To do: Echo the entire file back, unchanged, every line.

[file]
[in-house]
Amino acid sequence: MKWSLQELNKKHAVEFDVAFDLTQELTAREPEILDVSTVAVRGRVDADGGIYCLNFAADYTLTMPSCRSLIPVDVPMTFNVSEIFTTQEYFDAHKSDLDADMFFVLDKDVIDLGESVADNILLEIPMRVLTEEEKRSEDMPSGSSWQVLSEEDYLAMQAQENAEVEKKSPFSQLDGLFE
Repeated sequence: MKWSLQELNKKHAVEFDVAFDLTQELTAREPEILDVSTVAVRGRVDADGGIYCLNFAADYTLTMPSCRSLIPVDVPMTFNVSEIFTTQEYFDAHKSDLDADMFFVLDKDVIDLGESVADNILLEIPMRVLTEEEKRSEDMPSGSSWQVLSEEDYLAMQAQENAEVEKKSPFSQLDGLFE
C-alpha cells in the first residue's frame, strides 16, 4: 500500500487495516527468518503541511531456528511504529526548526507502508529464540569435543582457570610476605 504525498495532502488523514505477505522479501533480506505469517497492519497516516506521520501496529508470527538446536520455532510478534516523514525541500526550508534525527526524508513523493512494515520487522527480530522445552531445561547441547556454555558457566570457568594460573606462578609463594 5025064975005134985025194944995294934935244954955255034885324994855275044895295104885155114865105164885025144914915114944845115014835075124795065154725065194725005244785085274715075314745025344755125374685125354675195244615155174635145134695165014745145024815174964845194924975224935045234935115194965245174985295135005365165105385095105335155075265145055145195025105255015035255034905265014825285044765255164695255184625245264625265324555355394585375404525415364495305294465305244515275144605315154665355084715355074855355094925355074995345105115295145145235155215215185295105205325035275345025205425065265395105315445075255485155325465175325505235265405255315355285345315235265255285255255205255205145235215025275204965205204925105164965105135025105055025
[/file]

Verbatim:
[in-house]
Amino acid sequence: MKWSLQELNKKHAVEFDVAFDLTQELTAREPEILDVSTVAVRGRVDADGGIYCLNFAADYTLTMPSCRSLIPVDVPMTFNVSEIFTTQEYFDAHKSDLDADMFFVLDKDVIDLGESVADNILLEIPMRVLTEEEKRSEDMPSGSSWQVLSEEDYLAMQAQENAEVEKKSPFSQLDGLFE
Repeated sequence: MKWSLQELNKKHAVEFDVAFDLTQELTAREPEILDVSTVAVRGRVDADGGIYCLNFAADYTLTMPSCRSLIPVDVPMTFNVSEIFTTQEYFDAHKSDLDADMFFVLDKDVIDLGESVADNILLEIPMRVLTEEEKRSEDMPSGSSWQVLSEEDYLAMQAQENAEVEKKSPFSQLDGLFE
C-alpha cells in the first residue's frame, strides 16, 4: 500500500487495516527468518503541511531456528511504529526548526507502508529464540569435543582457570610476605 504525498495532502488523514505477505522479501533480506505469517497492519497516516506521520501496529508470527538446536520455532510478534516523514525541500526550508534525527526524508513523493512494515520487522527480530522445552531445561547441547556454555558457566570457568594460573606462578609463594 5025064975005134985025194944995294934935244954955255034885324994855275044895295104885155114865105164885025144914915114944845115014835075124795065154725065194725005244785085274715075314745025344755125374685125354675195244615155174635145134695165014745145024815174964845194924975224935045234935115194965245174985295135005365165105385095105335155075265145055145195025105255015035255034905265014825285044765255164695255184625245264625265324555355394585375404525415364495305294465305244515275144605315154665355084715355074855355094925355074995345105115295145145235155215215185295105205325035275345025205425065265395105315445075255485155325465175325505235265405255315355285345315235265255285255255205255205145235215025275204965205204925105164965105135025105055025